When you purchase a condominium, you have individual ownership rights within the boundaries of the walls of your unit. You share ownership of the common property of the condominium development and pay a monthly fee that covers the expense of maintaining the “common element”, which includes roof, plumbing, interior spaces such as lobbies, stairs and elevators, and exterior features such as swimming pools and landscaping. Monthly fees are based on the unit factor, which is calculated in proportion to the value that your individual condo unit has in relation to the total value of all units in the condominium. The monthly maintenance fees can range from $200 a month to $1,500 per month in some of the very high end buildings.

Condominium documents outline the precise boundaries of individual units and the rights and obligations of all parties. Every condominium corporation is different. What is a common element in one may be part of the unit in another. For example, an exterior wall may be part of the common element in one condominium and part of the individual unit in another.

The structure of responsibility for maintenance can vary among condominiums. Examining the condo’s governing documents will tell you which maintenance duties belong to the individual unit owner (you) and which will be handled by the condo corporation.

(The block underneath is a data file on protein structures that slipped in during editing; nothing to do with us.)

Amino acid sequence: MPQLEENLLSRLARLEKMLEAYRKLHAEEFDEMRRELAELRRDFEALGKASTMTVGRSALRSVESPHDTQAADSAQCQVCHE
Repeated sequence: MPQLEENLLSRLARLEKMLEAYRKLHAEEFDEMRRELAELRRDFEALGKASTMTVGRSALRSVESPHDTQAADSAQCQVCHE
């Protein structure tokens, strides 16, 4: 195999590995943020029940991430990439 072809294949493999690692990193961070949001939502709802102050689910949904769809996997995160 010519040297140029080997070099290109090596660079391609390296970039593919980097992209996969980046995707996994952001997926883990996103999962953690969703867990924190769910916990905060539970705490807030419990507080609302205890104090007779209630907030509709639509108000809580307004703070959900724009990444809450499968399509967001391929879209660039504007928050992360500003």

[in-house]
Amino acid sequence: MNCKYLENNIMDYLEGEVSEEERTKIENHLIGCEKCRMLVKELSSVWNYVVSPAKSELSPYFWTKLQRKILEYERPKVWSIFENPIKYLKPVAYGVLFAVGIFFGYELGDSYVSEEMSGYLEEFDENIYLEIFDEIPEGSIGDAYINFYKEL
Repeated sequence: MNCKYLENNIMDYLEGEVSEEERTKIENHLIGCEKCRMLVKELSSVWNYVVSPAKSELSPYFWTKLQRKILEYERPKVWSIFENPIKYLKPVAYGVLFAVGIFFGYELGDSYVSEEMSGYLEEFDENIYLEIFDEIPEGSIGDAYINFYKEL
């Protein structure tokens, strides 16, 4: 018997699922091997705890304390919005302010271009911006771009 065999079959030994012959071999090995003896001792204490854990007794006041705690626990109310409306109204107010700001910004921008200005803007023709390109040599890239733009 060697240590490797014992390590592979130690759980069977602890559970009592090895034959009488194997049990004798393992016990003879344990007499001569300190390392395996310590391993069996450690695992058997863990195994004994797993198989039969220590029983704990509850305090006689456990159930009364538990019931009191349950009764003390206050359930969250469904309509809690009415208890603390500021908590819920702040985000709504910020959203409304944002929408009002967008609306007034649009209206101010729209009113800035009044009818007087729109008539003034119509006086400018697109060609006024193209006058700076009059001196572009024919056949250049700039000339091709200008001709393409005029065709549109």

Most condominium corporations contract out the daily operations of the building to a company or hire staff that is supervised by the condominium’s Board of Directors. Some condo corporations manage the daily building and grounds maintenance within the corporation and are referred to as “self-managed” condos, with resident owners or members of the board carrying out the tasks of operating the condominium complex.

The corporation typically covers the cleaning of common areas and payment of common area utility bills, the maintenance of plumbing, electrical systems that are common to the entire building, and operation of the central hot-water heating and air conditioning systems. They will make repairs to exterior walls and the roof and replace broken windows. They will clean common areas, parking lots and recreational amenities, groom and water the grounds and remove garbage and snow.

Maintenance obligations assigned to individual owners might include upkeep of plumbing, appliances, heating, air conditioning and electrical systems that serve only your unit. If you enjoy exclusive access to your own balcony or patio, you may be required to clean it. And even if the exterior window surfaces are regularly cleaned, you might be expected to wash the windows inside your condo!

Absentee owners may have maintenance requirements that differ from owners living in the building. When purchasing any condominium, the wisest first step is to learn about your rights as an owner and find out what your maintenance obligations will be. Condos were designed to make life a little easier. If you are thinking about a condo or never really thought about buying a condo take the time to talk to condo owners and make sure you ask your real estate agent to include condos on the list of property to look at. Until next week !

Contact James at Coldwell Banker - James Sarles Realty  james@sarlesrealty.com

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Let's Talk Real Estate - James Sarles